State lawmakers advanced a resolution this week urging environmental regulators to require the Navy to do more to safeguard its massive, underground fuel tanks near Pearl Harbor or relocate them entirely.
The 18 active tanks sit 100 feet above a major aquifer that supplies drinking water to Oahu. If that aquifer is polluted by a major failure at one of the Red Hill tanks or by a migrating plume of leaked oil, it could be cost-prohibitive if not impossible to clean up, state officials have said.
Regulators with the state Department of Health and U.S. Environmental Protection Agency have been working with the Navy to enforce a legal agreement to improve the tanks’ safety since January 2014, when 27,000 gallons of oil spilled from one of the tanks.
As part of the requirements for improving tank safety, the Navy has to assess six options, including building new tanks, constructing a tank within a tank and double-lining the tanks. The Navy informed regulators last year that it would recommend an option that its own report described as “minimal changes to the status quo.”
That option, which must be approved by regulators, would involve coating the lower domes of the tanks to prevent corrosion and coating tank nozzles. The Navy would also fund an upgrade to its leak detection system and consider applying an experimental epoxy coating to one of the tanks.
Senate Concurrent Resolution 35, introduced by Sen. Mike Gabbard (D, Kapolei- Makakilo), calls on the EPA and state Health Department to reject that option. The resolution, which requires further House and Senate approvals, also recommends relocating the tanks if secondary containment isn’t feasible.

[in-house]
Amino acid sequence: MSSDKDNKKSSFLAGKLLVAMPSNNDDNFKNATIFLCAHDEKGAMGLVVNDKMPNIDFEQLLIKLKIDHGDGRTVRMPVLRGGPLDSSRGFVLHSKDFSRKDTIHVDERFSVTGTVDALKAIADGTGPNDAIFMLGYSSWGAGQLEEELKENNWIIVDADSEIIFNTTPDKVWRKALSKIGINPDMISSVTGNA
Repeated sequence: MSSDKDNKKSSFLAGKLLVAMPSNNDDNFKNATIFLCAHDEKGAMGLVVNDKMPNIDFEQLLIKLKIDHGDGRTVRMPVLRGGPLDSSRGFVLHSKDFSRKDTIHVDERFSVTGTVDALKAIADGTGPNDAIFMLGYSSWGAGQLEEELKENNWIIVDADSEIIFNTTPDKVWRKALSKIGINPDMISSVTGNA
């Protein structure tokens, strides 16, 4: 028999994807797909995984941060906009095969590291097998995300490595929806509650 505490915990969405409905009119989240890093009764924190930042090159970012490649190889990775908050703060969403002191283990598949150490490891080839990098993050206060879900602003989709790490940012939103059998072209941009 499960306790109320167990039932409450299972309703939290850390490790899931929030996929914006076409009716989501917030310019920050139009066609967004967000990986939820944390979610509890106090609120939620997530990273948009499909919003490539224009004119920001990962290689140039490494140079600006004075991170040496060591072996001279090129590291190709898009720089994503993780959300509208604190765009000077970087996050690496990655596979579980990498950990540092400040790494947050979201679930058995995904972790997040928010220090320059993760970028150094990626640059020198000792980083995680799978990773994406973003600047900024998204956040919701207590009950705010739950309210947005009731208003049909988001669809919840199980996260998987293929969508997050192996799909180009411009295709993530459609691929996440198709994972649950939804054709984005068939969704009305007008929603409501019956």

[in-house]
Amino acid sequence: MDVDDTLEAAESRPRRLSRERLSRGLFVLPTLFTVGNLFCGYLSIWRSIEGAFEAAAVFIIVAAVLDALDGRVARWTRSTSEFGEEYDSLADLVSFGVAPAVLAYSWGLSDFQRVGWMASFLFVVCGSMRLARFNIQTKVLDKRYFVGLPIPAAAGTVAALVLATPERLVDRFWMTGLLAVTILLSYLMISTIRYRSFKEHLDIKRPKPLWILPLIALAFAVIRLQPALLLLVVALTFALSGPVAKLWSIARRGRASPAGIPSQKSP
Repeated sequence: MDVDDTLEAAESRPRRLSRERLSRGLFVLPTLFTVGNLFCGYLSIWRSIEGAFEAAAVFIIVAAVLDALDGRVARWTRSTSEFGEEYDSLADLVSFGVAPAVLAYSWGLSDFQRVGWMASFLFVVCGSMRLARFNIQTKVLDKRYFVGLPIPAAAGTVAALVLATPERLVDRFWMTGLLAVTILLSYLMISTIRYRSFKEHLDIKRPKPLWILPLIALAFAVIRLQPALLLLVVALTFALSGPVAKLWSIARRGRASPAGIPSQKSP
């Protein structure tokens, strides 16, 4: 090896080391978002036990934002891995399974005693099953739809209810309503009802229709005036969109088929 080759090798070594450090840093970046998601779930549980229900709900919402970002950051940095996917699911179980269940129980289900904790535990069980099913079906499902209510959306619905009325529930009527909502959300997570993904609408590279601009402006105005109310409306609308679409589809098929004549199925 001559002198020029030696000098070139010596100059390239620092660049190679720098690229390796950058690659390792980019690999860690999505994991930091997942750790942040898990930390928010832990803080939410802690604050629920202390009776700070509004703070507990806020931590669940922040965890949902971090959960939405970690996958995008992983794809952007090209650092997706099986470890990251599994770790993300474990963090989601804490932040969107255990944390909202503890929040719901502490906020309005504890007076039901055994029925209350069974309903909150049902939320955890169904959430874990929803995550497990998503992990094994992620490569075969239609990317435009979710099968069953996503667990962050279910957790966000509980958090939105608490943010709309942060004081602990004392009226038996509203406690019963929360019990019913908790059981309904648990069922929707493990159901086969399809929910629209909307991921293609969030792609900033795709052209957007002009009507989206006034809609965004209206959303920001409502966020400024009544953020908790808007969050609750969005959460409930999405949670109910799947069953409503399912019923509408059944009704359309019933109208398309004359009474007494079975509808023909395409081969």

The resolution doesn’t carry the force of law, but, if passed, adds to the political pressure on the Navy and regulators. The Honolulu City Council recently approved a similar resolution.
The Navy opposed the resolution and testified that selecting a tank upgrade option needs to be carried out in accordance with the legal agreement and evaluation requirements.
“It’s a very complex decision-making matrix,” said Marc Delao, a captain at Naval Facilities Engineering Command Hawaii. “And the aquifer, protecting the aquifer, making sure that we don’t have leaks, that is extremely important, and so we are taking that very seriously.”
Lawmakers on Wednesday appeared visibly frustrated at the slow pace of work during the joint Senate hearing before the Agriculture and Environment Committee and Public Safety, Intergovernmental and Military Affairs Committee.
“I don’t know what kind of rocket science we have to wait for to realize that double walling at minimum is a course of action that the Navy should take,” said Sen. Glenn Wakai (D, Kalihi-Salt Lake-Aliamanu).
Ernie Lau, manager and chief engineer of the Honolulu Board of Water Supply, urged senators to pass the resolution. He stressed that the Red Hill tanks carried substantial risk to the island’s drinking water, explaining that the amount of fuel stored in the underground tanks is enough to cover the football field at Aloha Stadium and rise to the height of 500 feet.
“What do we leave for our next generation?” said Lau, who has argued for double- lining the tanks or moving them.
DOH Director Bruce Anderson said he believed the Navy was doing a good job ensuring that the tanks are being inspected and repaired. But in the long term, he said, the tanks need to be relocated.
In the end, said Sen. Laura Thielen (D, Hawaii Kai- Waimanalo-Kailua), the final decision on the Red Hill tanks doesn’t appear to be in the hands of local officials. If the Navy, EPA and DOH can’t agree on a tank upgrade option or whether to move the tanks, that decision will fall to a top EPA official, she said.
Thielen said the state, against her recommendation, had given up its veto authority over such decisions to the federal government when it signed the legal agreement.